Liver Transplant Patient Gives Birth to Healthy Baby Girl
(Honolulu)- A Manoa woman, who survived a doctor's prognosis, warning her that she had two weeks to live, has two gifts to celebrate. Sarah Chee gave birth to a healthy baby girl. She is the first woman to receive a liver transplant in Hawaii and to then give birth in-state.
Chee showed off her newborn daughter, weighing in at seven pounds, five ounces at the Queen's Medical Center Friday. With her husband and transplant surgeon by her side, since her battle to live began two years ago, Chee is no longer just surviving- but thriving.
Alexandria Kamalani Oma Chee was born perfectly healthy. Her parents say the miraculous birth could not have been possible, but for the generosity of a total stranger, who gave Sarah a new liver. "It's amazing, I feel very blessed, for sure," said Chee in tears.
When doctors at the Hawaii Medical Center gave Sarah two weeks to live back in 2010, the single mother of a teenager had abused alcohol so badly that her liver was shot. Dr. Linda Wong performed the transplant surgery that saved Sarah's life. Together, they shared yet another medical success and personal triumph for them both."I don't have the new mom excitement that she does, but we got the new liver and the new mom so I'm kind of excited about that," said Dr. Wong.
We first told Sarah's survival story before she became a new mom. Back then, she suffered through brutal daily medical treatments that made her so sick, she says she wanted to die. She never could have imagined the beauty her post-transplant life would hold. First, her fiancée, who bathed and fed her, never once left Sarah's side."He kept our wedding date. I couldn't believe it. I was telling him just cancel everything. It's not going to happen. But he said, 'No, you're going to do your treatment and get your liver and we're getting married.'"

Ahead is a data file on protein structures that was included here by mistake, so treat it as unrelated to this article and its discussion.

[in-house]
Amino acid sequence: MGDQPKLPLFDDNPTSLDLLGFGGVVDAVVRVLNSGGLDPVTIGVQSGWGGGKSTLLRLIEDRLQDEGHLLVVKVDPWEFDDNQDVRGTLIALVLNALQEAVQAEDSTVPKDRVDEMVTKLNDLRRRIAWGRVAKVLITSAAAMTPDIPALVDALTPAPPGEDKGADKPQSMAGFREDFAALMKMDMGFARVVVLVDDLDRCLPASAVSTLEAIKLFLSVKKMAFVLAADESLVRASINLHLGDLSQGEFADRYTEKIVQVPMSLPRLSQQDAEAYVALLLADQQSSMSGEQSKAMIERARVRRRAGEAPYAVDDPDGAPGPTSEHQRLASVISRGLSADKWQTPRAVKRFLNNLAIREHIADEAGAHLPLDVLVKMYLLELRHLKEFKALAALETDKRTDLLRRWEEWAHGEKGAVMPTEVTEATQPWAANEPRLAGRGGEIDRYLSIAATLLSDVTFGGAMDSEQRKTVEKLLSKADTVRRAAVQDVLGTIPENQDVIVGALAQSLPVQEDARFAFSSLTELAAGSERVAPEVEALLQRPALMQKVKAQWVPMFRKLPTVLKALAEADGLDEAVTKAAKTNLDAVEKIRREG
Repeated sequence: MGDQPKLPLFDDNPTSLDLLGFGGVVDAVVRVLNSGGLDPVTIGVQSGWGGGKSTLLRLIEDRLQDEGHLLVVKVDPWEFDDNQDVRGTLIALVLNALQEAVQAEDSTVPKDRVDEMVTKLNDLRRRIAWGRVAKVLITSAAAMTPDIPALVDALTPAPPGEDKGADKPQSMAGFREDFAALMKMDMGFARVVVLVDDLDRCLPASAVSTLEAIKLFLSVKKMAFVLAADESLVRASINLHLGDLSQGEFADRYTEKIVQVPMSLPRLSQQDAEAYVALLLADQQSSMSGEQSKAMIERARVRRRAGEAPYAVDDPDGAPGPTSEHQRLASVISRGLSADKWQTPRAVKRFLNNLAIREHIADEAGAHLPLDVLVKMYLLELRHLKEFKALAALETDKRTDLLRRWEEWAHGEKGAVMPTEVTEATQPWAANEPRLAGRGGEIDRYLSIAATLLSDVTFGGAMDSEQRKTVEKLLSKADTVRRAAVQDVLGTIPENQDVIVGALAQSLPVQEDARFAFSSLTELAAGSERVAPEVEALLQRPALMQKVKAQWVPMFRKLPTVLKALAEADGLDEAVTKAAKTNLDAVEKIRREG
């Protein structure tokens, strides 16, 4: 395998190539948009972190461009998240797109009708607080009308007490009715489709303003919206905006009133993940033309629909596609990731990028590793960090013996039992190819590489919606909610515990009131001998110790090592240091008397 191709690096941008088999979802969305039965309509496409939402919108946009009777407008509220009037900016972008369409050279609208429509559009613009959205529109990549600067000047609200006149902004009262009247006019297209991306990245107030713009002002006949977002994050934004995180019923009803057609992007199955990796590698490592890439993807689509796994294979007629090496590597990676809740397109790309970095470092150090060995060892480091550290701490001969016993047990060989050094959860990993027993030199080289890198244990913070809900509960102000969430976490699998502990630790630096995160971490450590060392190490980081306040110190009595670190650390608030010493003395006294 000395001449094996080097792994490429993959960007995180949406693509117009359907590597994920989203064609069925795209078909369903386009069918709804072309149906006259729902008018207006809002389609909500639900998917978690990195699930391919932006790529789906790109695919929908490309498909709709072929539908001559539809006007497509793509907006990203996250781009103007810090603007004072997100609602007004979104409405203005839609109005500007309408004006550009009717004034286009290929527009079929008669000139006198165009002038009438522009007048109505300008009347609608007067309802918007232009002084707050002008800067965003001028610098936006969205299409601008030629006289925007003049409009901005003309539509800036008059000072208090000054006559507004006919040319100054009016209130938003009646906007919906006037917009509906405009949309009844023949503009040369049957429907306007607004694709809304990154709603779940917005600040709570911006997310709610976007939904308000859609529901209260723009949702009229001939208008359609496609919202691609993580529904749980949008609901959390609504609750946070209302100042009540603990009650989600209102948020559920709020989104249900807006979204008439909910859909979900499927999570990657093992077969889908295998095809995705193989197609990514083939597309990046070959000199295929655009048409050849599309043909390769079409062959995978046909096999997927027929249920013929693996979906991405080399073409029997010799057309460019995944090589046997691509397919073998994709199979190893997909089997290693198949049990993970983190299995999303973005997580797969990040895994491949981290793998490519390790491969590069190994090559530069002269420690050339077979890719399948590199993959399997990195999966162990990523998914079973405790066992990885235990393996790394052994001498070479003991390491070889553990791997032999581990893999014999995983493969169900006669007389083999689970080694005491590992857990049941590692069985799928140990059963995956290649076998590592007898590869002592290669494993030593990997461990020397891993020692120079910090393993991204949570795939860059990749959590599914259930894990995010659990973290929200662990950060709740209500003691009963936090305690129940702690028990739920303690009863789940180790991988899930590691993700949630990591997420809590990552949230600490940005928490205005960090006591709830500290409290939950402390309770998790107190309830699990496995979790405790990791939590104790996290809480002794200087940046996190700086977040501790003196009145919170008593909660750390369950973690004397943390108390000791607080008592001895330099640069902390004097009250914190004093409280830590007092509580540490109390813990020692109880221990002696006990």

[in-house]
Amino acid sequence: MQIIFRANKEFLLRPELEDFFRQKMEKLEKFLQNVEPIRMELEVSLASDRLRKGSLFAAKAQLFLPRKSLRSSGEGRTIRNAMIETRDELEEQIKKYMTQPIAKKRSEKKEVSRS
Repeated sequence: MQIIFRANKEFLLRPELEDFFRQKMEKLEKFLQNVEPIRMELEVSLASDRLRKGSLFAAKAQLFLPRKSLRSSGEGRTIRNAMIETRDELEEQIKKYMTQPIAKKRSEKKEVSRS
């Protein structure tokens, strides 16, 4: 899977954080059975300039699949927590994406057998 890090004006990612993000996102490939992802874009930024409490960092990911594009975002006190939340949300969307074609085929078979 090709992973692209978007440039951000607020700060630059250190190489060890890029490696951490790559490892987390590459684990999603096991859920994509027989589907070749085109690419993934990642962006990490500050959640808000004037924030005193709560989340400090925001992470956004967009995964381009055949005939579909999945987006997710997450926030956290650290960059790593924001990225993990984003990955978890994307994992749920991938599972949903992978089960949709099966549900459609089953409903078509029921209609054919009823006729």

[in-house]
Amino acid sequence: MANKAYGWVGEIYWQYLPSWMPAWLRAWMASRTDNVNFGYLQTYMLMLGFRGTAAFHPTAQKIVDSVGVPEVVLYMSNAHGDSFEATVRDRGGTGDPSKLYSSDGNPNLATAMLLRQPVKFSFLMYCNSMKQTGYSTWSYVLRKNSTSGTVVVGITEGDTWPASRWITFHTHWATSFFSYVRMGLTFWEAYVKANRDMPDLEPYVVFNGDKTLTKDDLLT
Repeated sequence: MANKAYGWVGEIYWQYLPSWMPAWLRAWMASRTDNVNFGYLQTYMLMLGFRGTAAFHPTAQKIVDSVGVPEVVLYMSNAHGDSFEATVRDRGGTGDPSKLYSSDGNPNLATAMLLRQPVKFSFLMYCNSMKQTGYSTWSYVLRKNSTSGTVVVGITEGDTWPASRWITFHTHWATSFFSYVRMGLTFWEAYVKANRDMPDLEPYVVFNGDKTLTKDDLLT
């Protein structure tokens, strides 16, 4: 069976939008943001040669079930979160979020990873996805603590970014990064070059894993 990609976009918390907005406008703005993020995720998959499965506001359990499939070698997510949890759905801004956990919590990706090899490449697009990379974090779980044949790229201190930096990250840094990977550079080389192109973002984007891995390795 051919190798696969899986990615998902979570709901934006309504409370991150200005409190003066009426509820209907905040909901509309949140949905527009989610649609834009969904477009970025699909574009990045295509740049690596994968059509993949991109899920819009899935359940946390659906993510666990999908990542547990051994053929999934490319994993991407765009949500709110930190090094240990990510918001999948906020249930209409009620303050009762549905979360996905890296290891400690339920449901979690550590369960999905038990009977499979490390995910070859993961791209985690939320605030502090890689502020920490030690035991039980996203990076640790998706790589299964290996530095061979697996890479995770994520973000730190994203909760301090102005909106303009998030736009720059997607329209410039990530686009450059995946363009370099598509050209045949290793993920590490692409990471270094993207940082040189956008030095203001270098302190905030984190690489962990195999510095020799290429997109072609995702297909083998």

And now, with more help from Dr. Wong and an obstetrician, willing to chance delivering a liver transplant patient's baby, a second dream came true. Adjusting Sarah's medication, doctors gave her fertility drugs and watched her closely throughout her pregnancy. Risking miscarriage, low birth weight and birth defects, Sarah beat the odds once more.
After serious soul-searching about whether to risk having a baby, Sarah and her "now husband" had faith in a happy outcome. "They did a lot of monitoring of both the baby and Sarah all the way through so it was good," said Marc Chee. It was such a smooth birth, that Sarah says her post-transplant pregnancy was even easier than her first –seventeen years ago.
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